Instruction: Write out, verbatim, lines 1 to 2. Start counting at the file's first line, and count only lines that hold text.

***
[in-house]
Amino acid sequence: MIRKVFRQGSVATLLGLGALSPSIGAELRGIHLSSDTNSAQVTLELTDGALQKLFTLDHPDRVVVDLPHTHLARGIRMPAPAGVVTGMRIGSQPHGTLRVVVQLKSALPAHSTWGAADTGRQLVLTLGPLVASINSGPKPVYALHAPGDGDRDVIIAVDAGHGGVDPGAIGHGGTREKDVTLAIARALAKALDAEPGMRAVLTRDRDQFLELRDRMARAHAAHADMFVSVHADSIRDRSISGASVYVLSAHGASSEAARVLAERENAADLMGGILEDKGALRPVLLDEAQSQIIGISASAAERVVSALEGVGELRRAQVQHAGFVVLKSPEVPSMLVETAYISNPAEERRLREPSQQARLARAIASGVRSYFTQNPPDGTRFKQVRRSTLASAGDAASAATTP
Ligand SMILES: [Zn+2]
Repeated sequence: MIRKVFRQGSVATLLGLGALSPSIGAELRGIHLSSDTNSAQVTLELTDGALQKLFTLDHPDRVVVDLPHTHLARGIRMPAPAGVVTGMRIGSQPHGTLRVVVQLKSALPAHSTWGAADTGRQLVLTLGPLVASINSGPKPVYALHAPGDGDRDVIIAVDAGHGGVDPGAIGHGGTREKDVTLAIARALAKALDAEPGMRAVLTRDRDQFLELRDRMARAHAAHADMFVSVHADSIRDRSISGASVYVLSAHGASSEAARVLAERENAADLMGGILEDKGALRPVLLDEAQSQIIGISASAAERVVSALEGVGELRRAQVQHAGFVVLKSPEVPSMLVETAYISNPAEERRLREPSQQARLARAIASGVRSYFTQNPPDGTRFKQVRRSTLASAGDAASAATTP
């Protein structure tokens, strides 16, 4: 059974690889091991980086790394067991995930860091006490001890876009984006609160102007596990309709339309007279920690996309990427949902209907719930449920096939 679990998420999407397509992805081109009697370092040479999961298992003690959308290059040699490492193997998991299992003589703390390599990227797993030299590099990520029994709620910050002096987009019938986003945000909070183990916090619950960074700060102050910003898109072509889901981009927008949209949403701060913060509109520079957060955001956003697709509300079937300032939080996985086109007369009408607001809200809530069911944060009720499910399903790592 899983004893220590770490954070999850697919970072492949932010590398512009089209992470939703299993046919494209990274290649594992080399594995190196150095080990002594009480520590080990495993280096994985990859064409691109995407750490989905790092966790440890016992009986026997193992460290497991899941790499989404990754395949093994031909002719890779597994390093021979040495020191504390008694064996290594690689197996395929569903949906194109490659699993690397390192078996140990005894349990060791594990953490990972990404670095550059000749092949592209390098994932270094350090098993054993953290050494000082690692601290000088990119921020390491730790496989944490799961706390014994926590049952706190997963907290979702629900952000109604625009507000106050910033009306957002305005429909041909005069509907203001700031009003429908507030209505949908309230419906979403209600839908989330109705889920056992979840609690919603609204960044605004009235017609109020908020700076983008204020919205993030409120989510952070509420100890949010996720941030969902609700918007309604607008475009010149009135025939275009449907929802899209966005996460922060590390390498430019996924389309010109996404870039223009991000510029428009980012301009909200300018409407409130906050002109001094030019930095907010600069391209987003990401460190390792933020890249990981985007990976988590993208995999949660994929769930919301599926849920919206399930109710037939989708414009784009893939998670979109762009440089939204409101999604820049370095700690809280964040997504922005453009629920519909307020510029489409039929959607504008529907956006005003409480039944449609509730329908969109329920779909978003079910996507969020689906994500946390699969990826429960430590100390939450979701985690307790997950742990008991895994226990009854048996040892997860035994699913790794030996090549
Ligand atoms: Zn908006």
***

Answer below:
[in-house]
Amino acid sequence: MIRKVFRQGSVATLLGLGALSPSIGAELRGIHLSSDTNSAQVTLELTDGALQKLFTLDHPDRVVVDLPHTHLARGIRMPAPAGVVTGMRIGSQPHGTLRVVVQLKSALPAHSTWGAADTGRQLVLTLGPLVASINSGPKPVYALHAPGDGDRDVIIAVDAGHGGVDPGAIGHGGTREKDVTLAIARALAKALDAEPGMRAVLTRDRDQFLELRDRMARAHAAHADMFVSVHADSIRDRSISGASVYVLSAHGASSEAARVLAERENAADLMGGILEDKGALRPVLLDEAQSQIIGISASAAERVVSALEGVGELRRAQVQHAGFVVLKSPEVPSMLVETAYISNPAEERRLREPSQQARLARAIASGVRSYFTQNPPDGTRFKQVRRSTLASAGDAASAATTP